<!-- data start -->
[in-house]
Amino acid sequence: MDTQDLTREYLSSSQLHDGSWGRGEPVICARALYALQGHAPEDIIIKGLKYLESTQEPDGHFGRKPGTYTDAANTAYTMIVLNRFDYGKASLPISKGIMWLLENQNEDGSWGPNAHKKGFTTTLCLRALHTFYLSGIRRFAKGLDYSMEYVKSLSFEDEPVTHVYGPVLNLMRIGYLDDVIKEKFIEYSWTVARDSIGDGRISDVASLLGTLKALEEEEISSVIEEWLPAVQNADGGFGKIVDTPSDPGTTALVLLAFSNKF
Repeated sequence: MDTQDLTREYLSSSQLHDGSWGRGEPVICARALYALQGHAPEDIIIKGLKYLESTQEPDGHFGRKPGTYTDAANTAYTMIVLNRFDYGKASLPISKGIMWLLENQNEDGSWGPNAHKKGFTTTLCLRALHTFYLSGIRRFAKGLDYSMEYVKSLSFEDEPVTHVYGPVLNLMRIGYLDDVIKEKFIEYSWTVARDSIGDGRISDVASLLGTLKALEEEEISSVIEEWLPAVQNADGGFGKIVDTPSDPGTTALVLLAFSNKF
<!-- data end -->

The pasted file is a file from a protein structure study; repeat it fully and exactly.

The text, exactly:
[in-house]
Amino acid sequence: MDTQDLTREYLSSSQLHDGSWGRGEPVICARALYALQGHAPEDIIIKGLKYLESTQEPDGHFGRKPGTYTDAANTAYTMIVLNRFDYGKASLPISKGIMWLLENQNEDGSWGPNAHKKGFTTTLCLRALHTFYLSGIRRFAKGLDYSMEYVKSLSFEDEPVTHVYGPVLNLMRIGYLDDVIKEKFIEYSWTVARDSIGDGRISDVASLLGTLKALEEEEISSVIEEWLPAVQNADGGFGKIVDTPSDPGTTALVLLAFSNKF
Repeated sequence: MDTQDLTREYLSSSQLHDGSWGRGEPVICARALYALQGHAPEDIIIKGLKYLESTQEPDGHFGRKPGTYTDAANTAYTMIVLNRFDYGKASLPISKGIMWLLENQNEDGSWGPNAHKKGFTTTLCLRALHTFYLSGIRRFAKGLDYSMEYVKSLSFEDEPVTHVYGPVLNLMRIGYLDDVIKEKFIEYSWTVARDSIGDGRISDVASLLGTLKALEEEEISSVIEEWLPAVQNADGGFGKIVDTPSDPGTTALVLLAFSNKF